Washington and Lee University values diverse religious perspectives and beliefs. Our students celebrate and value a variety of religious traditions. We are committed to supporting our students in observing their religious holidays, while also maintaining their commitment to their academic efforts. The catalog states the following university policy:
Any student who is unable, because of his or her religious holiday(s), to attend classes or to participate in any examination, study, athletic, or work requirement on a particular day shall be provided an opportunity to satisfy the requirement in a timely manner or shall be excused from the requirement. Specifically,
- Undergraduate students should reach out to their faculty member, adviser, supervisor, or coach, within the first two weeks of class in fall or winter term, two days in spring term, and again prior to the religious holiday to discuss how best to make up the missed requirement.
- Law students should reach out to their faculty member within the first two weeks of class in the relevant semester and again prior to the religious holiday to discuss how best to make up the missed requirement.
No adverse or prejudicial effects shall result to any student who makes use of this provision of university policy.
The faculty (including coaches) receive annual reminders of this policy and are encouraged to work carefully with students in anticipating and resolving conflicts to their mutual satisfaction.
As stipulated in the Faculty Handbook, apart from absences for observance of religious holidays, faculty may set their own attendance policies and have discretion to designate absences for other reasons as "excused" or "unexcused" based upon their professional judgement." (Revised policy approved by the faculty January 7, 2019)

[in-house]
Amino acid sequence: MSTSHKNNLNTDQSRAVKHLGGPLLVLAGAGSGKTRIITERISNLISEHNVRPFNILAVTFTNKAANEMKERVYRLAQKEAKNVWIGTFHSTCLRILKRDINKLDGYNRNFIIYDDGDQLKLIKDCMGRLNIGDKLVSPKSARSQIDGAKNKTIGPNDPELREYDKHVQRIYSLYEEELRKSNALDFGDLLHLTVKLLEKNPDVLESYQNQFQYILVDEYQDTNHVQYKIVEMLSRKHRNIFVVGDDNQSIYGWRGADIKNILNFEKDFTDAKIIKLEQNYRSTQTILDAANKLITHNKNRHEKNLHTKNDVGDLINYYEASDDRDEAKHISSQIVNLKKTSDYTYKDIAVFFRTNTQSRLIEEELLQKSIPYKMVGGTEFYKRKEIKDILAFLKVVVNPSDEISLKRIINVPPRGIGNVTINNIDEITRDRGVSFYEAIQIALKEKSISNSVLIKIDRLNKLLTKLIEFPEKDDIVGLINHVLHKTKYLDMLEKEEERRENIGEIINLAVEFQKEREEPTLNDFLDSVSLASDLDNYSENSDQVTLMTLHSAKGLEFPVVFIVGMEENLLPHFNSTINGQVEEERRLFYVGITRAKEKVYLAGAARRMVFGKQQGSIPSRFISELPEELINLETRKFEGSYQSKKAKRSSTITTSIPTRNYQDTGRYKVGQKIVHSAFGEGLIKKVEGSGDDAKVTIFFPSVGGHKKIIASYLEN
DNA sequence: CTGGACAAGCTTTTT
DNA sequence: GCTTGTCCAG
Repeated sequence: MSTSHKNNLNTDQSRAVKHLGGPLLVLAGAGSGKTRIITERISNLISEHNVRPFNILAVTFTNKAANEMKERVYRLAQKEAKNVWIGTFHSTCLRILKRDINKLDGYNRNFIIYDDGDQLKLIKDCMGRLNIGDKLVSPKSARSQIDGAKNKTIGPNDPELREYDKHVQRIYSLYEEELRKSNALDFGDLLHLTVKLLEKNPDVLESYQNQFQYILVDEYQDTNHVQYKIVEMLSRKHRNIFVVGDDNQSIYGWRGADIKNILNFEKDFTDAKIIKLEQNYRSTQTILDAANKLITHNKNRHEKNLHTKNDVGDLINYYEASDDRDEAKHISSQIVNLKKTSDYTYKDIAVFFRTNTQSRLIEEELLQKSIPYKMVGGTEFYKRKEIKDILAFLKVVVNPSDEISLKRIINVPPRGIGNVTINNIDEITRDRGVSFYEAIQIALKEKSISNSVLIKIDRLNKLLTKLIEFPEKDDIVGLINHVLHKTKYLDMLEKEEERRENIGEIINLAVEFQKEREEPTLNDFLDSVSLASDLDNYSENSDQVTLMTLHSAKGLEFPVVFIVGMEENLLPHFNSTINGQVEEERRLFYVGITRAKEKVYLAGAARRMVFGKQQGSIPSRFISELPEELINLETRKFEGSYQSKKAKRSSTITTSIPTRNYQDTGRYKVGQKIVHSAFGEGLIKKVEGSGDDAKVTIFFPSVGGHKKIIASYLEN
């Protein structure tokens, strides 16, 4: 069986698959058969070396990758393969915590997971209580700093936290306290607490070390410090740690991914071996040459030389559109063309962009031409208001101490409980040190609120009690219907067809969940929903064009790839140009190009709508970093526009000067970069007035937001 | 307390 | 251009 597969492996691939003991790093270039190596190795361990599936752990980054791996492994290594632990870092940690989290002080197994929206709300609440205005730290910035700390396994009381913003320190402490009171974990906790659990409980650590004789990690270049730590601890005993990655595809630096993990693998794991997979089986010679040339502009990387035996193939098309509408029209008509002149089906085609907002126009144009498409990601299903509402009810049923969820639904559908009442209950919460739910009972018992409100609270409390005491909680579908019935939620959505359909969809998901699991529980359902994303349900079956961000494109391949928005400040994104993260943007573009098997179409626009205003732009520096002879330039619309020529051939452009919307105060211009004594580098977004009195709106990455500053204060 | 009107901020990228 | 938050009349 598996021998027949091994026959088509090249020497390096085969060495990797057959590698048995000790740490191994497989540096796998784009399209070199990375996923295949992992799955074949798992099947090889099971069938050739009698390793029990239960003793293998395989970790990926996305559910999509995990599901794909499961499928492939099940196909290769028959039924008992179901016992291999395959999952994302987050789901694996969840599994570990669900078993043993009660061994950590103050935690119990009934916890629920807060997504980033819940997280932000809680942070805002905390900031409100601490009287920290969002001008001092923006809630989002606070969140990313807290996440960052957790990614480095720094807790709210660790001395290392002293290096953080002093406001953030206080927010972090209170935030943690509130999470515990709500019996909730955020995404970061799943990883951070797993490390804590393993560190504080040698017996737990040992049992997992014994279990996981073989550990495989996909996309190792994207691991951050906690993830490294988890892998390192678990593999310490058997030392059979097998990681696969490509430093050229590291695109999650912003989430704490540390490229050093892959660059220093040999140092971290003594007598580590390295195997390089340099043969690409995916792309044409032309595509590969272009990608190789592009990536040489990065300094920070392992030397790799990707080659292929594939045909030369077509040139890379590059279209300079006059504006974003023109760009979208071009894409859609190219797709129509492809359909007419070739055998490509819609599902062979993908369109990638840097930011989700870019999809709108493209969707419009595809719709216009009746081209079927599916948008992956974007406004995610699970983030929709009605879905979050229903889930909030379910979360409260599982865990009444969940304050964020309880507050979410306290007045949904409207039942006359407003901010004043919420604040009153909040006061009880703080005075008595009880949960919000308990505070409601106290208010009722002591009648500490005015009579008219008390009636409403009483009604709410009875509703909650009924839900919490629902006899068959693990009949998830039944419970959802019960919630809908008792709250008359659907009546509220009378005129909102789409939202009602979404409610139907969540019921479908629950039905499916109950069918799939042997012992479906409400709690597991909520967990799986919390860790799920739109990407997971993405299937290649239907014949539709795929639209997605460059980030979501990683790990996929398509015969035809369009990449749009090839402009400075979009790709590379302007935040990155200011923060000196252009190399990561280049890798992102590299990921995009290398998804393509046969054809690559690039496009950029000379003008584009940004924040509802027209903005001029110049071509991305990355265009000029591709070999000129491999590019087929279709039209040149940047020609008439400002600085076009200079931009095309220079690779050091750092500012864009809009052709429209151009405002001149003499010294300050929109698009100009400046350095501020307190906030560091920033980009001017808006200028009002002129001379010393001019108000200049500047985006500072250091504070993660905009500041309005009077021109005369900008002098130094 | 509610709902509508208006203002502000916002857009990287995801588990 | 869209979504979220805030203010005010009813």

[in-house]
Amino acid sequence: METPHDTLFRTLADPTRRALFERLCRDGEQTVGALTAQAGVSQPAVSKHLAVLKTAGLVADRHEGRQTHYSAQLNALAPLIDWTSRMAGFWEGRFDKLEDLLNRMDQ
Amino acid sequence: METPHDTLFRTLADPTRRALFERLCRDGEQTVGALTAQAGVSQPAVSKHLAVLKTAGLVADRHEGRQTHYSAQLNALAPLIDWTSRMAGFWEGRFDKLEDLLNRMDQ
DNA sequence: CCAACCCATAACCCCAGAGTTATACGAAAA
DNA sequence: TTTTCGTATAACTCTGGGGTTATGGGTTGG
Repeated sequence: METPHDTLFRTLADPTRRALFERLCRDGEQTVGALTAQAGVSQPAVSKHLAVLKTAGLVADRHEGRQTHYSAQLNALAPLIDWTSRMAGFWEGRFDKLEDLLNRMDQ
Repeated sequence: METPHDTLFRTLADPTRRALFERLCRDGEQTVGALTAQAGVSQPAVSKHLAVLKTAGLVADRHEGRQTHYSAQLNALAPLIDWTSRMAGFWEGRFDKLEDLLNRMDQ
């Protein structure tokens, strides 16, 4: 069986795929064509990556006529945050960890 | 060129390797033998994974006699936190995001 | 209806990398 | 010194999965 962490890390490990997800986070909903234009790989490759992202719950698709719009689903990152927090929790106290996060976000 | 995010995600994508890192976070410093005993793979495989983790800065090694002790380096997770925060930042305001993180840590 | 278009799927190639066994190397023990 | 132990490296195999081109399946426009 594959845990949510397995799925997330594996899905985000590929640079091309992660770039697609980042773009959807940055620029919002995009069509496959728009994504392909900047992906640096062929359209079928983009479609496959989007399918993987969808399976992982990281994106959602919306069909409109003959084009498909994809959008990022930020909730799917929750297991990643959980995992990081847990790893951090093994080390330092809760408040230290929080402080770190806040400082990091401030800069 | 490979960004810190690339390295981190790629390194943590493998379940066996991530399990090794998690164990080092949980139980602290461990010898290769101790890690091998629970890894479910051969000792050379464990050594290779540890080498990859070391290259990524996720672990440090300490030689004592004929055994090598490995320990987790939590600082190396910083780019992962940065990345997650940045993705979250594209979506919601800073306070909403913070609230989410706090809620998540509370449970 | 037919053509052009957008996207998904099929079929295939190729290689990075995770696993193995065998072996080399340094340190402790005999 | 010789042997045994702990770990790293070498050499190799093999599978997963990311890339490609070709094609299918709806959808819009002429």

A representative list of holy days for the 2021-22 academic year from several major traditions follows. These are only representative holidays and this list is not exhaustive. For a more complete listing, please visit the Interfaith Calendar.
|Hajj Day||Islam||July 17, 2021|
|Rosh Hashanah||Jewish||September 7 - September 8, 2021|
|Yom Kippur||Jewish||September 16, 2021|
|Simchat Torah||Jewish||September 29, 2021|
|Dasara||Hindu||October 15, 2021|
|Diwali||Hindu||November 4, 2021|
|Birth of the Báb||Baha'i||November 6, 2021|
|Hanukkah||Jewish||November 29 - December 6, 2021|
|Bodhi Day (Rohatsu)||Buddhist||December 8, 2021|
|Feast of Immaculate Conception of Mary||Christian||December 8, 2021|
|Christmas||Christian||December 25, 2021|
|Solemnity of Mary||Christian||January 1, 2022|
|Feast of the Epiphany||(Orthodox) Christian||January 6, 2022|
|Mahayana New Year||Buddhist||January 18, 2022|
|Nirvana Day||Buddhist||February 15, 2022|
|Magha Puja Day
February 16, 2022
|Holy Week||(Orthodox) Christian||April 10 - April 16, 2022|
|Good Friday||Christian||April 15, 2022|
|Passover||Jewish||April 16 - April 23, 2022|
|Therevada New Year||Buddhist||April 16, 2022|
|Easter||Christian||April 17, 2022|
|Festival of Ridvan||Baha'i||April 19, 2022|
|Easter||(Orthodox) Christian||April 24, 2022|
|Yom Ha Shoah (Holocaust Remembrance Day)
|April 28, 2022
May 13 - 14, 2022
|Buddha Day (Visakha Puja)||Buddhist||May 8, 2022|
|Declaration of the Bab||Baha'i||May 24, 2022|
|Ascension Day||(Orthodox) Christian||May 26, 2022|
|Ascension of Bahá-u'lláh||Baha'i||May 29, 2022|
|Shavuot||Jewish||June 4, 2022|
|Eid-a-Adha||Islam||July 19, 2022|